Export expert, Google provide tips to business owners

Billings Gazette

by Tom Howard

The president of the Export-Import Bank expressed surprise Thursday when dozens of Montana business owners said they had successfully sold their products in other countries.

“That’s good,” Fred Hochberg said after asking for a show of hands from a gathering of around 100 people.

With a population of around 1 million and a small manufacturing base, it appears that the cards would be stacked against Montana firms trying to boost exports. Although Montana ranks 48th among all states in export sales, it has a couple of other factors on its side. Montana is the nation’s top state for entrepreneurship, and the growth in economic activity is 10th highest among the states, Hochberg said.

Hochberg said the Export Import Bank is working hard to meet President Barack Obama’s challenge to double U.S. exports over the next five years.

Sen. Jon Tester, D-Mont., who invited Hochberg and other trade experts to the export summit, said boosting exports translates into more jobs.

“There’s incredible opportunity, an incredible customer base out there,” Tester said during the gathering at Rocky Mountain College.  “It’s just a matter of giving our businesses the tools to access that customer base. A lot of small businesses are looking locally, and that’s great. But for those who want to expand, it’s crucial to bring folks like Fred here.”

The Export Import Bank, formed during the administration of President Franklin Roosevelt, is the federal government’s key agency for financing and facilitating U.S. export trade.  The agency provides key financing that assists large and small U.S. exports. The agency accomplishes its goals without taxpayer support, Hochberg said.

Many American businesses are leery of exporting because they fear they’ll never get paid. The bank’s financing programs guarantee that exporters will be paid, thus reducing risks to American firms, Hochberg said.

Montana businesses export about $2.06 billion worth of goods and services, according to the state Department of Commerce.

That’s dwarfed by the nation’s $1.8 trillion in exports and $2.52 trillion in imports for 2008. Trade with Canada makes up nearly a third of all Montana export sales, with exports to Japan, valued at $130 million, coming in a distant second. The state’s No.1 export is bulk wheat at $670 million a year, followed by inorganic chemicals at $344 million and metals at $213 million. Industrial machinery, including computer parts, is a distant fourth.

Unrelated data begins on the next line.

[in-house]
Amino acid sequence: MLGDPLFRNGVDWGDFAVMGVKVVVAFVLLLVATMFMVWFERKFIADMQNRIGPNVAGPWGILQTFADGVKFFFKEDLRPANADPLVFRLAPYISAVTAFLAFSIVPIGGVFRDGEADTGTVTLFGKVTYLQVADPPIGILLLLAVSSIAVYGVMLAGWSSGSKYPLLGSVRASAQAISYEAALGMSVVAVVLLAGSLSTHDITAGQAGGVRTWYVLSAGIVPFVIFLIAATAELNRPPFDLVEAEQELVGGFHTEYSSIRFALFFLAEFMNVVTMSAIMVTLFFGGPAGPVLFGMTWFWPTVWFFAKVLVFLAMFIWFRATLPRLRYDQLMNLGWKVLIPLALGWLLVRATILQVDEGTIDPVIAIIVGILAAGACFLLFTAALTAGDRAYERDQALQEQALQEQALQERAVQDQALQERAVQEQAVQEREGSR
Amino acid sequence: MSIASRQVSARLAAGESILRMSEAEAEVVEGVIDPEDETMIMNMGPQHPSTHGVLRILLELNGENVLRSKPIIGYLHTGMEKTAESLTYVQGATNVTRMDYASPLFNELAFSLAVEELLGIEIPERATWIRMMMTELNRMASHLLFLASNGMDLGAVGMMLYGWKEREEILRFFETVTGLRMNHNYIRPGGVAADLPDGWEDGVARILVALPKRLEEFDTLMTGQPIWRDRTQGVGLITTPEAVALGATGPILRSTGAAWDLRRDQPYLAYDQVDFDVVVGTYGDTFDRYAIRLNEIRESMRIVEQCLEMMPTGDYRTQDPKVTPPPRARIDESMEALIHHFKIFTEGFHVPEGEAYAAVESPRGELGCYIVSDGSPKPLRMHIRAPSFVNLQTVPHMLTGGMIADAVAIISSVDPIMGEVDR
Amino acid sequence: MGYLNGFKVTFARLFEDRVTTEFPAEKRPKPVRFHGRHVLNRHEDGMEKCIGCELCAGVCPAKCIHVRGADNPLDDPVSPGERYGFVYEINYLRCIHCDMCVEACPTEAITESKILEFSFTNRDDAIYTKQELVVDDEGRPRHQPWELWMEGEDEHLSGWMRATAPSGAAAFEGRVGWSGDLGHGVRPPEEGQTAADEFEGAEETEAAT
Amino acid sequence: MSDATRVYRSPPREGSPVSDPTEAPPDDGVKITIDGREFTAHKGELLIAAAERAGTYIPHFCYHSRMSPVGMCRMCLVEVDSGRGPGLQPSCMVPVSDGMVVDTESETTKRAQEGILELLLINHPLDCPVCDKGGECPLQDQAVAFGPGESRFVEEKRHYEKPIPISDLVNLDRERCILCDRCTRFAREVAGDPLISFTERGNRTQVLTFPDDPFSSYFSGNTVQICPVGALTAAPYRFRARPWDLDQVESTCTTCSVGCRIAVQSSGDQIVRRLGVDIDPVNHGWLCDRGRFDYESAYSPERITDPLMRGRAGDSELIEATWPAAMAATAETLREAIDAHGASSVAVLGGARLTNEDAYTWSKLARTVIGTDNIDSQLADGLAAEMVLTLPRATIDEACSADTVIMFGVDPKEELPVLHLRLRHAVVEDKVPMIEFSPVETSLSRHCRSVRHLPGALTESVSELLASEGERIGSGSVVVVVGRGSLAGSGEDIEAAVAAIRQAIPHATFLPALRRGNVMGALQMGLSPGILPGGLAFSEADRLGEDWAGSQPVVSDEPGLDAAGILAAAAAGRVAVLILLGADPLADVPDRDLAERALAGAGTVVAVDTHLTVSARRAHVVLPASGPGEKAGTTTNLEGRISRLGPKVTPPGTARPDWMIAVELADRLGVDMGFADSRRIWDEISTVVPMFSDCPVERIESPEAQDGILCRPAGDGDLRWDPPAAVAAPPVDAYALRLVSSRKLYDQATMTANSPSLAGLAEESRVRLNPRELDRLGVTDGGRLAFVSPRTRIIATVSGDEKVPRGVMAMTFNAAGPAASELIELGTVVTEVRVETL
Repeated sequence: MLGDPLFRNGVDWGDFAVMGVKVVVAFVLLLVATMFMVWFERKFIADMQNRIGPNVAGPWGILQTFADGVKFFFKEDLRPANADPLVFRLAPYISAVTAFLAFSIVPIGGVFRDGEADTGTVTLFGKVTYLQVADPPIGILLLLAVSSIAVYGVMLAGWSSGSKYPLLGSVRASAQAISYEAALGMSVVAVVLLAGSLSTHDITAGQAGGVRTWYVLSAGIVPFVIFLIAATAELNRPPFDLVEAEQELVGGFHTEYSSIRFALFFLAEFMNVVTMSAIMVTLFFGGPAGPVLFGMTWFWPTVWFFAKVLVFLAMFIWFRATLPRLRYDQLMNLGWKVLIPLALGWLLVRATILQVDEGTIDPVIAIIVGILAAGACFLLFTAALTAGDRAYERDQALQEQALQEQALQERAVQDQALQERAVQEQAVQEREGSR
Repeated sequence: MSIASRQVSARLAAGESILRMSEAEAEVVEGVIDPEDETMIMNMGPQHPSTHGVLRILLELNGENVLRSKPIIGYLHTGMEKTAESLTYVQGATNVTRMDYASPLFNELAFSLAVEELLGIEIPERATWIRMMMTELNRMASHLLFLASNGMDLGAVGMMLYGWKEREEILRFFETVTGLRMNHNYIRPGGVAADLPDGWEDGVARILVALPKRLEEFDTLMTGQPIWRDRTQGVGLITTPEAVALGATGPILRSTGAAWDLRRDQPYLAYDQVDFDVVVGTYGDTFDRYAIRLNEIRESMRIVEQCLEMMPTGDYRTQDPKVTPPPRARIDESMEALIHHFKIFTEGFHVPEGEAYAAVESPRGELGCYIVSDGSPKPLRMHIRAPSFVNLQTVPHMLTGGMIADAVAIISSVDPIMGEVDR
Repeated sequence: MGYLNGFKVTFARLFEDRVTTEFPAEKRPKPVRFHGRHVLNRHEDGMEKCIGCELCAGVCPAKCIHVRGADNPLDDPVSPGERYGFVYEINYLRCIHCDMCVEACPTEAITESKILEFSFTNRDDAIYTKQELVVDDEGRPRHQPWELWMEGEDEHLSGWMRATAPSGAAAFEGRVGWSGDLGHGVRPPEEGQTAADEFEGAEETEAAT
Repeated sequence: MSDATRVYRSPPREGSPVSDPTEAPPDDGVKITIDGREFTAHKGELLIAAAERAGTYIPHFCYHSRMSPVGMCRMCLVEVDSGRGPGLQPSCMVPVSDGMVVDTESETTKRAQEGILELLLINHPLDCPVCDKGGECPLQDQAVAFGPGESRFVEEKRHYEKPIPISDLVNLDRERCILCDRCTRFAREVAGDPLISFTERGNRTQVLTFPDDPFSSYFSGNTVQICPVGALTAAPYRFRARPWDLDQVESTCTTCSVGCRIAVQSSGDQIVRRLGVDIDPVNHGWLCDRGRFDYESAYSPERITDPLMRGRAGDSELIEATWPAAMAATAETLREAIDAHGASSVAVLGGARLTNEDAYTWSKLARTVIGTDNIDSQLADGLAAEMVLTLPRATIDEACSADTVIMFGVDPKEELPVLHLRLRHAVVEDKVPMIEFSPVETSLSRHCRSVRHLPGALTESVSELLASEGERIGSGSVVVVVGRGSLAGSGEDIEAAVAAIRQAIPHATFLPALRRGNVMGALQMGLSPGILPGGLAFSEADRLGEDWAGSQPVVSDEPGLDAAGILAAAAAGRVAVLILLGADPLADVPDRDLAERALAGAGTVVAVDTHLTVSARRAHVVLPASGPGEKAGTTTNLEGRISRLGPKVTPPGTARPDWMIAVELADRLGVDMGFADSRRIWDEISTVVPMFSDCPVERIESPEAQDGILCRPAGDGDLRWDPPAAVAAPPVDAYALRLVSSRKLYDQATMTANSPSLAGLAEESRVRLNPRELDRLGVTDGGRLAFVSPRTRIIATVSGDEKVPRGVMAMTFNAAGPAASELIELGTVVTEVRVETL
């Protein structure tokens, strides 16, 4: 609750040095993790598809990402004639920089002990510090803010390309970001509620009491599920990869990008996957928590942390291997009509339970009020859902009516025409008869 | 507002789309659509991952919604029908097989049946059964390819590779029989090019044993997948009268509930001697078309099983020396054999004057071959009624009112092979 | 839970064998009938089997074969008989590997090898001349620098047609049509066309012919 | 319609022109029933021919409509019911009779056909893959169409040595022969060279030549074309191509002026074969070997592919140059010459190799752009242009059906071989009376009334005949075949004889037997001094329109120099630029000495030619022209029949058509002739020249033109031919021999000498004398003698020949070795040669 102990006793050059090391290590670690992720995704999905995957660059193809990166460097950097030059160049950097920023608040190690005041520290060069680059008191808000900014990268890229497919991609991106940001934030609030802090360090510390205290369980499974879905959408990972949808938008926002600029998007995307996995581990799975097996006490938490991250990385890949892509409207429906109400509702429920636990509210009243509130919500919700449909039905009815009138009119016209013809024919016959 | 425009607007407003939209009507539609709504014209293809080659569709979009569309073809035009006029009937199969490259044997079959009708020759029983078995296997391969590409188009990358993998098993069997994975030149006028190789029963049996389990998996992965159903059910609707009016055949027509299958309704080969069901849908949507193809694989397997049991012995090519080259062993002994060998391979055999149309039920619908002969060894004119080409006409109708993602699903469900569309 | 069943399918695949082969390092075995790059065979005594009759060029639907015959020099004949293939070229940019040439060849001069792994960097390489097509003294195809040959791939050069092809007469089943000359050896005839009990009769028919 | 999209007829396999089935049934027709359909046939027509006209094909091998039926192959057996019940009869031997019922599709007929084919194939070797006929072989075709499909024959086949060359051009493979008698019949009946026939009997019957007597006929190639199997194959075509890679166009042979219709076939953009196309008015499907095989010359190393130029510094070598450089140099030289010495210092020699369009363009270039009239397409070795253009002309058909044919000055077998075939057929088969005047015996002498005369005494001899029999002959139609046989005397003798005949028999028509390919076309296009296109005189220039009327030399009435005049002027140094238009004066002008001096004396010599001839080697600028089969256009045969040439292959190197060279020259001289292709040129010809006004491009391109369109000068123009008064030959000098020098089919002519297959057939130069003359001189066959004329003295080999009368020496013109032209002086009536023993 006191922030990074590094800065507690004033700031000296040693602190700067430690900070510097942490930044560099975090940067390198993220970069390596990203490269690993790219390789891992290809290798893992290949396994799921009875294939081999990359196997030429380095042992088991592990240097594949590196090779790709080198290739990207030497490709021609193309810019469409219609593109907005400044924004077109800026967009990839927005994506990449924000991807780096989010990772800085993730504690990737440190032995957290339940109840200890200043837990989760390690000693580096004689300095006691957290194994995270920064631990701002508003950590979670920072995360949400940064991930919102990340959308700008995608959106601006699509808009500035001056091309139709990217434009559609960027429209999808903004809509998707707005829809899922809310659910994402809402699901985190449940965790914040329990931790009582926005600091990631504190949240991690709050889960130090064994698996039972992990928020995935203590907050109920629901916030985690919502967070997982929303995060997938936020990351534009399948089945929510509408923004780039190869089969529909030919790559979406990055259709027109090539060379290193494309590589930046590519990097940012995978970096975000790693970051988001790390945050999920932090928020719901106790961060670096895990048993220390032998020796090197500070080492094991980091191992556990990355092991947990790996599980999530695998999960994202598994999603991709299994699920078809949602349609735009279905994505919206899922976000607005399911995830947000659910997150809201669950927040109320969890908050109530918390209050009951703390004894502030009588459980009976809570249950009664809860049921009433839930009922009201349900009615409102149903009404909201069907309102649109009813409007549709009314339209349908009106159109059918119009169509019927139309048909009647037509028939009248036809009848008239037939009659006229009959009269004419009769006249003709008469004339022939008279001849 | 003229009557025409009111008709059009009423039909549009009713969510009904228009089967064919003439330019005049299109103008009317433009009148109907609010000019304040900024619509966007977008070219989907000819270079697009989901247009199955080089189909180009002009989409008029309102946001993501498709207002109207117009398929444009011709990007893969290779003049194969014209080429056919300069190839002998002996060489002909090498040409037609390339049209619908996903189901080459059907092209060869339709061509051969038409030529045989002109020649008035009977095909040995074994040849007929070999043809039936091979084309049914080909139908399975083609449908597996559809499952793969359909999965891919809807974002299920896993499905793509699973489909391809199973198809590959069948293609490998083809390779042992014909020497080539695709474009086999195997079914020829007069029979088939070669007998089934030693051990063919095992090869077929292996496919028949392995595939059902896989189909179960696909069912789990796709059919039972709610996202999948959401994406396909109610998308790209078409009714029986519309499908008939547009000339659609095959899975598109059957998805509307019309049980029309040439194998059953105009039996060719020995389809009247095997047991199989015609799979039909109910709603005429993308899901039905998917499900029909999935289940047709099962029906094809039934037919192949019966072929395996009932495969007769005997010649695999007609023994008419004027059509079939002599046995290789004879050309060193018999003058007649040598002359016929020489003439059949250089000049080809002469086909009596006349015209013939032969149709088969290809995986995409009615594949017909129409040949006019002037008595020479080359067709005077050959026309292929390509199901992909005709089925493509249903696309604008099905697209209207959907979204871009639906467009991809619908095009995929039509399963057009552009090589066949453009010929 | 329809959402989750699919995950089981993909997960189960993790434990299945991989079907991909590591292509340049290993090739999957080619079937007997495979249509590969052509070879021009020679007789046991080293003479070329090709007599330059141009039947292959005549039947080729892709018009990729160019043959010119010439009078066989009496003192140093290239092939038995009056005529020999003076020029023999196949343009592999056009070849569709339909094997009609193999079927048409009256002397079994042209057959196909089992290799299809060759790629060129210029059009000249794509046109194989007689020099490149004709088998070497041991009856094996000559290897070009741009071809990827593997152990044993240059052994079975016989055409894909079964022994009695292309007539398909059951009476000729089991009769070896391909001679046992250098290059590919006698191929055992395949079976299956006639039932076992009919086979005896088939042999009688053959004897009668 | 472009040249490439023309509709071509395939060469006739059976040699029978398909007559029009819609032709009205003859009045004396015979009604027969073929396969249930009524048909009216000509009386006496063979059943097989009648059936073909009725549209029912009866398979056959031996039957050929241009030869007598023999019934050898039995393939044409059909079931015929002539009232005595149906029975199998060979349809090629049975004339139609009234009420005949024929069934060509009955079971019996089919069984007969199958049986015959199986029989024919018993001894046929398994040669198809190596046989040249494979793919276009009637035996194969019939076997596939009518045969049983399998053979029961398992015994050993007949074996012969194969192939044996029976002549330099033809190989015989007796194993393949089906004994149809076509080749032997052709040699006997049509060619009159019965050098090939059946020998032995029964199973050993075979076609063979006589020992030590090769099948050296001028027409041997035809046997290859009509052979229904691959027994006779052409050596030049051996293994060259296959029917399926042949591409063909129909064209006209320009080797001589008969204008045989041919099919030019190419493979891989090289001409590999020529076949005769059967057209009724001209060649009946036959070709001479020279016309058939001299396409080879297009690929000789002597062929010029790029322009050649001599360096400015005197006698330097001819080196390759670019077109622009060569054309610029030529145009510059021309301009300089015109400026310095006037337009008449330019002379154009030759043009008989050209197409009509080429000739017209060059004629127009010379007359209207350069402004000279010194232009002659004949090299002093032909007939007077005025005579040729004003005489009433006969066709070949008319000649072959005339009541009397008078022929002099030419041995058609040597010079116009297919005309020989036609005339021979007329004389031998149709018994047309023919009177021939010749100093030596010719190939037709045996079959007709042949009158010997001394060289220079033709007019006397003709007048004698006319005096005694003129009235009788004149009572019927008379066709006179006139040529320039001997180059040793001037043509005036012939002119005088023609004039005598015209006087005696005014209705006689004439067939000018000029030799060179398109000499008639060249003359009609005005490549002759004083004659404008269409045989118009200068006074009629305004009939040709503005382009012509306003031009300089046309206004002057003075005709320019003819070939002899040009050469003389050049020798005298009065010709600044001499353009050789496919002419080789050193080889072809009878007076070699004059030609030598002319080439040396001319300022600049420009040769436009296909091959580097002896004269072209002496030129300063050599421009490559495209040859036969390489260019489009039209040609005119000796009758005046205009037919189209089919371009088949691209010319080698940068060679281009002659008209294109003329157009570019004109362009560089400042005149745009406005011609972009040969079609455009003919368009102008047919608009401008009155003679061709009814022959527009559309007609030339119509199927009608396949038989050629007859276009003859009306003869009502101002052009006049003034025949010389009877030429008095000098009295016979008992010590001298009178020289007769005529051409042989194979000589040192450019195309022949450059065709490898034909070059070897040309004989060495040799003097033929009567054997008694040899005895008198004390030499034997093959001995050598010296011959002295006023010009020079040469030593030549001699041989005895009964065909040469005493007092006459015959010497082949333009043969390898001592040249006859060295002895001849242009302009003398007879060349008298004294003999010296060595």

Wood’s Powr Grip, a Laurel company that manufactures specialty vacuum-assisted lifting equipment, has seen its export business surge in recent years. But the company’s exports to European countries have slowed this year, in part because the value of the euro has fallen against the dollar in the wake of the European financial crisis.

A weaker euro means that it costs more to buy American manufactured goods, said Barry Wood of Woods Powr Grip.

Asked how the European financial situation plays into the effort to boost U.S. exports, Hochberg said it’s likely a temporary problem that will improve over time.

Suresh Khanna, manager of strategic partner development for Google, explained how the company’s sophisticated technology can put exporters in touch with customers from around the world.

Internet users regularly turn to Google for a variety of information, including researching Civil War battles and finding a good restaurant.  But a host of other tools, including an application called Google Export Tool, can put American business in touch with billions of customers across the globe.

Google’s translation software easily translates documents or websites into other languages. It’s a feature that Khanna uses in a restaurant that he owns. Because about 80 percent of his employees are Hispanic and speak little English, he uses Google to translate the restaurant’s newsletters, meeting agendas  and memos to improve communication with his employees.

Another tool, Google Analytics, provides detailed information on the people who click on a website: what country they live in, how long they stay on the site and what key words they click on.

Google’s applications are popular for people who use mobile computing devices such as cell phones and iPads, Khanna said.

Outside the conference, Tim Mulholland, president of Headwaters Floating Island, a company whose products are used to clean up polluted water, said his market tends to be more regional at this time, but there’s potential for exports in the future.